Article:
On October 9, Google appealed against the biggest antitrust fine ever imposed by the European Union in the General Court of the European Union. In July this year, Google was hit with a €4.34 billion fine by the EU for illegally abusing the dominance of its Android operating system. According to EU, the company broke the antitrust laws in three major areas. Firstly, Google bundled its search engine Chrome along with its various apps to the Android operating system for the handset market globally. Secondly, it persuaded several phone manufacturers against the development of smart devices that could have used a forked version of the Android operating system. Thirdly, it paid the major handset manufacturers and telecom operators to exclusively bundle the Google search app on the mobile handsets. Confirming the allegations, EU imposed a fine to the tune of €4.34 billion on Google and asked the company to put an end to the ‘illegal conduct’ within 90 days of the verdict. In response, Google has chosen to appeal against the verdict as per latest development.
If the appeal is rejected by the EU court, Google would need to stop its practice of making the phone manufacturers pre-install the Chrome browser and Google search app in order to offer the Google Play Store on their handsets. Going forward, it would not be able to stop the handset manufacturers from using a forked version of Android on their devices as there is no credible evidence that using a forked version of Android would lead to any technical glitches or that the phones will not be supporting some apps. The third issue of illegal payments already ceased in 2014 when the EU started looking into the matter.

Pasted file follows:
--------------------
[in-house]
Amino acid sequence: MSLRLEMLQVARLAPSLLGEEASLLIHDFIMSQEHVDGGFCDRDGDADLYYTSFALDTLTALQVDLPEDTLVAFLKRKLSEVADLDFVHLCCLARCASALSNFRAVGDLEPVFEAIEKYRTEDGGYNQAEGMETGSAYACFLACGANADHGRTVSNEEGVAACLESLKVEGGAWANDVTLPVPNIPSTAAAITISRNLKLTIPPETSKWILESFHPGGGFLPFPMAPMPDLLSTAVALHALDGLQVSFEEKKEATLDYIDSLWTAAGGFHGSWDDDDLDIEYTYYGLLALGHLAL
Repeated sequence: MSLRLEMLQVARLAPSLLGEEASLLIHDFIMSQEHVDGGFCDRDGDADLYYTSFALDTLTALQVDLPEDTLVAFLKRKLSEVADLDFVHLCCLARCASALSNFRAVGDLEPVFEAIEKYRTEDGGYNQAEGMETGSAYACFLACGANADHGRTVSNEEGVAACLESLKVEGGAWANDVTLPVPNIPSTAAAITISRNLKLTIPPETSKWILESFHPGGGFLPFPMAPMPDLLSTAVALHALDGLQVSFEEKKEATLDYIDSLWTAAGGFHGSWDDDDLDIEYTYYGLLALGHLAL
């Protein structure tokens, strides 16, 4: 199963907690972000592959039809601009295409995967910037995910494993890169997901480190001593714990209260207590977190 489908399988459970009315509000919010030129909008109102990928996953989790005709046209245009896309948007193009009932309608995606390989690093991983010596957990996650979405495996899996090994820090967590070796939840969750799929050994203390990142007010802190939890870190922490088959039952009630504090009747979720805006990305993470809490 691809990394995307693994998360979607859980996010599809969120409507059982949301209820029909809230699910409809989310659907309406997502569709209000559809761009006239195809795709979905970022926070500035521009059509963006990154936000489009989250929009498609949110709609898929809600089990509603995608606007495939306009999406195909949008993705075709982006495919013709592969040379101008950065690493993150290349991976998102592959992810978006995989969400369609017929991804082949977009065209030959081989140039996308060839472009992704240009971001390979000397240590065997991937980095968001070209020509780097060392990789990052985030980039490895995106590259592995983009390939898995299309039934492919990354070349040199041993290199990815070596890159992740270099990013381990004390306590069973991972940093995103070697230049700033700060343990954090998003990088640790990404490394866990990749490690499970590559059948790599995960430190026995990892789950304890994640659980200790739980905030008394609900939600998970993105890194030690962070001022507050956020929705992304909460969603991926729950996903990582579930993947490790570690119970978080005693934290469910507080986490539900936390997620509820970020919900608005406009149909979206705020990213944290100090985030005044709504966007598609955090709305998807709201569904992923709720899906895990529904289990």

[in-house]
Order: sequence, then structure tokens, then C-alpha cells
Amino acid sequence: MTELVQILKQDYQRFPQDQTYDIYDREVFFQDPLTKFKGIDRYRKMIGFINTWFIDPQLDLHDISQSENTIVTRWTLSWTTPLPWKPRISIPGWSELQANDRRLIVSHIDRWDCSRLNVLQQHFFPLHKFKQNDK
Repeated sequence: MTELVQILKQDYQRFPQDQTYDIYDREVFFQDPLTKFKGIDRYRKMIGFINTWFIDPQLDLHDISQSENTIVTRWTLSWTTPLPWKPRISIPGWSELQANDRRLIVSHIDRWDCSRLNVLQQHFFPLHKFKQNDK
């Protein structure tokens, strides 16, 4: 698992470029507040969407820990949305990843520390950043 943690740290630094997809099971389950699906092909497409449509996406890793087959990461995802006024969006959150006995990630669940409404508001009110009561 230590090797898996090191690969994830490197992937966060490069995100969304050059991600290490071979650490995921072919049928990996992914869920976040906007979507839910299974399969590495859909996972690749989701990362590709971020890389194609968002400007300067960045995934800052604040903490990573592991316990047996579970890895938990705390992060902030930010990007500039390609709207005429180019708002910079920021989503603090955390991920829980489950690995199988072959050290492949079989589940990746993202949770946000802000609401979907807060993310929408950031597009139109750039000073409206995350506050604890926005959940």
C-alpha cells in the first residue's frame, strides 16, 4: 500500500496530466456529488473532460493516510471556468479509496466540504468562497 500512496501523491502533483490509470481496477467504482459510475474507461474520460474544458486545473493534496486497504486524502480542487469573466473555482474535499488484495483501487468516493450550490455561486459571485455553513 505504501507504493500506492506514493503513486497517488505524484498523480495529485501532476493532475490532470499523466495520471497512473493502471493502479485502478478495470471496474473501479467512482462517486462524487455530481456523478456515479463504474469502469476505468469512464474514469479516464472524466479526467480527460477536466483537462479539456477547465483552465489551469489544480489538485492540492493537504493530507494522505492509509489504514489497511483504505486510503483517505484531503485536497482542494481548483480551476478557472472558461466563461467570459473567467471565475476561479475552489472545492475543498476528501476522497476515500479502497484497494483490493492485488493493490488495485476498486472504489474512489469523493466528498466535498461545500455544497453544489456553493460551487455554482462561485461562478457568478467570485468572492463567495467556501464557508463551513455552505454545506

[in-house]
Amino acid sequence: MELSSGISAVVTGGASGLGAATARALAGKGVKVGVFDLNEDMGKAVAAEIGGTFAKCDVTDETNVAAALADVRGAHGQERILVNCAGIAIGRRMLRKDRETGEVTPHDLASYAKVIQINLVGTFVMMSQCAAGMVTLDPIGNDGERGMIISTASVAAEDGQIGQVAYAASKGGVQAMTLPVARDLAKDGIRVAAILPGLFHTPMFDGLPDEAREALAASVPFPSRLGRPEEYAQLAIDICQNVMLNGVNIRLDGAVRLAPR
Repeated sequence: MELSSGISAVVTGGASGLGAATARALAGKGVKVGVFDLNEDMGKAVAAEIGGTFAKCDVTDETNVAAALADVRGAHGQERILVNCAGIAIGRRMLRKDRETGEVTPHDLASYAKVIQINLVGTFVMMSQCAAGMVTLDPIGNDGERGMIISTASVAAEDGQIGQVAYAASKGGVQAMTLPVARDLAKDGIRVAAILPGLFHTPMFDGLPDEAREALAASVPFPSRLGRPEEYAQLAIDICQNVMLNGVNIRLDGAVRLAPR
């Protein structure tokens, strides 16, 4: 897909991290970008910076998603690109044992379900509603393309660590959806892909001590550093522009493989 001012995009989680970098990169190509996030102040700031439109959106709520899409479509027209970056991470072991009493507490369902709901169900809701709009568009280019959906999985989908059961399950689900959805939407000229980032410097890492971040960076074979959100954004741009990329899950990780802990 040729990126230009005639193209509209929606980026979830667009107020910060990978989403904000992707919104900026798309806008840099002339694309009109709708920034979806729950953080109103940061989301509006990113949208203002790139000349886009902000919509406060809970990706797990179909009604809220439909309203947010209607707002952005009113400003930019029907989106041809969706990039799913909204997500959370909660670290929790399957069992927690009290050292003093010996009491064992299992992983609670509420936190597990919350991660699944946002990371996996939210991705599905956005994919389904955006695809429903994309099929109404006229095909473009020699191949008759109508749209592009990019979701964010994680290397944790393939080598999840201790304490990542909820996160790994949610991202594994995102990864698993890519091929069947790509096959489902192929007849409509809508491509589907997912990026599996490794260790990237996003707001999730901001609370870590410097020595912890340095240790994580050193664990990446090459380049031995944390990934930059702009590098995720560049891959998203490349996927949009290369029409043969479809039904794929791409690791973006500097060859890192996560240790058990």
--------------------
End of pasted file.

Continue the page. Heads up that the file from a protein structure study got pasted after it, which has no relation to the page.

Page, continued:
Whatever the ramifications for Google and other similar services providers, this verdict has opened up for debate the possible reforms needed in the tech landscape, some of which are listed below.
Shaping future rules of conduct for tech giants
At the very base of it, the verdict can serve as a platform on which the future rules of conduct for tech giants can be shaped. EU’s verdict has several industry stalwarts and opinion leaders pointing out that this was an obvious issue that needed correction of some sorts. Harry First, the co-director of the Competition, Innovation and Information Law programme at New York University, says that the issue is the fact that Android is not opened up for companies deploying it and now this verdict can possibly force Google in doing the same.
While organisations on their own might not rise to the occasion, it is imperative that the various governments across the globe set out some rules of behaviour that tech corporations should adhere to, to stay in business in their states. Google also agrees that Android helps its advertising business. Casey Oppenheim, chief executive of Disconnect, a privacy and ad blocking service, points out that Google has a monopoly on the Android operating system and it gets to define whatever goes on, on the platform. All this points to an obvious monopoly with little control by the state.